With that said, there were a bit more than 30,000 attendees at the show, up slightlyl from 2016, and there is no question the show felt crowded.

I struggled after Day 1 to identify an overall theme to what I was seeing at the show. A continuing sub-theme in recent years is that virtually all software development is going to smart phones and tablets. That goes well beyond POS-type systems - a robot designed to travel store aisles and find out-of-stocks was being controlled by a smart phone app too.
This is where software is heading - plan and invest accordingly.

But on Day 2, the real theme finally hit me, when I spent some time in the IBM booth. And that theme is a product: IBM's Watson supercomputer. You probably know Watson for beating Jeopardy champions or before that world champion chess player Gary Kasparov, but here at NRF virtually all IBM's large booth was devoted to applications running on Watson across almost every area of software.

The key is Watson's massive computing power combined with a powerful artificial intelligence capability, allowing Watson to consider huge amounts of structured and unstructured data in making decisions, learn as it goes, and think like a human - in many cases better than a human.

IBM was demonstrating two very real supply chain applications, one on supplier chain risk management, the other on optimizing parcel shipping for ecommerce, which IBM says is in use at one large etailer.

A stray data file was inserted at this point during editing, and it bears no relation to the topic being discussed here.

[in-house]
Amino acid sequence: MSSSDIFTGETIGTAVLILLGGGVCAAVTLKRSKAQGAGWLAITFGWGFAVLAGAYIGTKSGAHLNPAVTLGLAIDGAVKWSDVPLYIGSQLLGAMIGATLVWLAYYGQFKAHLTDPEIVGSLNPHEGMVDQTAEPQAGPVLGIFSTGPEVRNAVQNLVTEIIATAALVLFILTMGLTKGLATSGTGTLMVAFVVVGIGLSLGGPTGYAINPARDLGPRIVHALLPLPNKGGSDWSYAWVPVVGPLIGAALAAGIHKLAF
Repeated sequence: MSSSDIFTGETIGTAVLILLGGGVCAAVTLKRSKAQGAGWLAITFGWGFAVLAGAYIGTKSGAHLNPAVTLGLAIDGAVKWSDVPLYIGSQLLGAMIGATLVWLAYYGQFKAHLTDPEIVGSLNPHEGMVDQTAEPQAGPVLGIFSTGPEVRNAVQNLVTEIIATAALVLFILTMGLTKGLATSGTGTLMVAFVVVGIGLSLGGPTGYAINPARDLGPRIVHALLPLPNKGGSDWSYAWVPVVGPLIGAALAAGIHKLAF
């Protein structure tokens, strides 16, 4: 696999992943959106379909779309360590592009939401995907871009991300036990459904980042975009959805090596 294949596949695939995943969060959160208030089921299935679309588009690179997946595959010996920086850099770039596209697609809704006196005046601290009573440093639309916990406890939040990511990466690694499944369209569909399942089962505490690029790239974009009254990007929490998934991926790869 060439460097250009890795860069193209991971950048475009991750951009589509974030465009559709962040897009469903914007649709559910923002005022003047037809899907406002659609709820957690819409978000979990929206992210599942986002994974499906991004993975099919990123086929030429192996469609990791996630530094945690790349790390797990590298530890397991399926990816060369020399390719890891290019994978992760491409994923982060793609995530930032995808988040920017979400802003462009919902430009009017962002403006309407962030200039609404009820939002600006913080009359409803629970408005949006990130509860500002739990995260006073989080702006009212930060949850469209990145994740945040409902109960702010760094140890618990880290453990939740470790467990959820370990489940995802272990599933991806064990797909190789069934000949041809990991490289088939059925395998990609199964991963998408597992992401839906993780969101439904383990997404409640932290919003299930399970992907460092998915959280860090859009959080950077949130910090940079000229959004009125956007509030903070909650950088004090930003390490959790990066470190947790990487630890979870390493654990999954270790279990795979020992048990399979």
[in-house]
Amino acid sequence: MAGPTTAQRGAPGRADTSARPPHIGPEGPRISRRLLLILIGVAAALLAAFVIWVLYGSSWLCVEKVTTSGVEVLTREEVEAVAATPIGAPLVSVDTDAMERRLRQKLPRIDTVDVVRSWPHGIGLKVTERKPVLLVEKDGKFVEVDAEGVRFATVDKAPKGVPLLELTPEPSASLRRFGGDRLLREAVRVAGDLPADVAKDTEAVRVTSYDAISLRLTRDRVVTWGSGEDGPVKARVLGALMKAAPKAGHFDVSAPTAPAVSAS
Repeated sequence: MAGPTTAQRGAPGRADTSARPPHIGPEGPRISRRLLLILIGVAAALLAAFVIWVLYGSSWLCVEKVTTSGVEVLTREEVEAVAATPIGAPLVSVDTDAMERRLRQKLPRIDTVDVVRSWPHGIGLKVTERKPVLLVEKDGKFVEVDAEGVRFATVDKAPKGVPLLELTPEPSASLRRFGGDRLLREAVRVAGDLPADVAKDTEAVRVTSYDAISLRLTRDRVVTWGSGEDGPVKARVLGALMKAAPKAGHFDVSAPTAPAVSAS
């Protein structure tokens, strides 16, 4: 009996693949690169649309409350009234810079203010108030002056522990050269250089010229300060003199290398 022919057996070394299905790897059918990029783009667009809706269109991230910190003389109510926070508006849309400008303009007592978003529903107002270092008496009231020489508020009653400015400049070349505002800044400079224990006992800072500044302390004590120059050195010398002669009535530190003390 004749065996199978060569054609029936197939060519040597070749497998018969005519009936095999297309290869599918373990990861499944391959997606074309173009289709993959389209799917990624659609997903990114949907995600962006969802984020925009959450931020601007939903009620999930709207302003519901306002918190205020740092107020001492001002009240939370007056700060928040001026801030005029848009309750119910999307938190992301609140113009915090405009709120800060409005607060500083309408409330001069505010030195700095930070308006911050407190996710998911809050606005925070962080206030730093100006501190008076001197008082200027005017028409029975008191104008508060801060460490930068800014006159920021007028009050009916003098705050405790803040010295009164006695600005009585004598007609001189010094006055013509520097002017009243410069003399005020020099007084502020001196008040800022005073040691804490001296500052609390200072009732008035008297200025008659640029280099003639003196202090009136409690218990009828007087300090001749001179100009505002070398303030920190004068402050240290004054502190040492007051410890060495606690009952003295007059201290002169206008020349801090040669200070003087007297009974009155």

What IBM is bringing to the table with Watson is a level of smarts and optimization we haven't seen before. I am sure it all costs lots of money, but this may be the real herald of where software in the supply chain and far beyond is headed. Of course, you can ask Watson pretty sophisticated questions, as I saw in the demo, and get very good answers. 

I also learned at the show that in 2016 IBM acquired all the data assets of, which retained its television channel and website. Why would IBM do this? To have a rich database of previous and upcoming weather to feed to Watson for many applications, including supply chain. IBM also now has weather data back to the 1970s, which can allow a company, for example, to learn how weather really has historically impacted sales of specific products in specific locations. 

In my opinion what IBM is up to is a threat to any software vendor that provides decision support tools, and a look into a very brave new software world - more on this soon.

I am only going to have room below for a portion of the solutions I reviewed in the videos - go to the videos for more.